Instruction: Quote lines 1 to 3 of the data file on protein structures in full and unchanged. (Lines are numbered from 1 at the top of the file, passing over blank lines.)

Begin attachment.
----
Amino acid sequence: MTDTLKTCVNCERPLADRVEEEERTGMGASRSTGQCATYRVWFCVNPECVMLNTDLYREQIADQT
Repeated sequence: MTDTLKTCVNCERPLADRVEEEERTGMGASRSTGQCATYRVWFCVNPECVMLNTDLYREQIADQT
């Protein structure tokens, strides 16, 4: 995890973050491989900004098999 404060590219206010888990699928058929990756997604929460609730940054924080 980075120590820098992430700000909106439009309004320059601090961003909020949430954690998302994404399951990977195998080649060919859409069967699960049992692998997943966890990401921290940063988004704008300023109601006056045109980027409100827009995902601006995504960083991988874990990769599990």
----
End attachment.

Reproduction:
Amino acid sequence: MTDTLKTCVNCERPLADRVEEEERTGMGASRSTGQCATYRVWFCVNPECVMLNTDLYREQIADQT
Repeated sequence: MTDTLKTCVNCERPLADRVEEEERTGMGASRSTGQCATYRVWFCVNPECVMLNTDLYREQIADQT
């Protein structure tokens, strides 16, 4: 995890973050491989900004098999 404060590219206010888990699928058929990756997604929460609730940054924080 980075120590820098992430700000909106439009309004320059601090961003909020949430954690998302994404399951990977195998080649060919859409069967699960049992692998997943966890990401921290940063988004704008300023109601006056045109980027409100827009995902601006995504960083991988874990990769599990």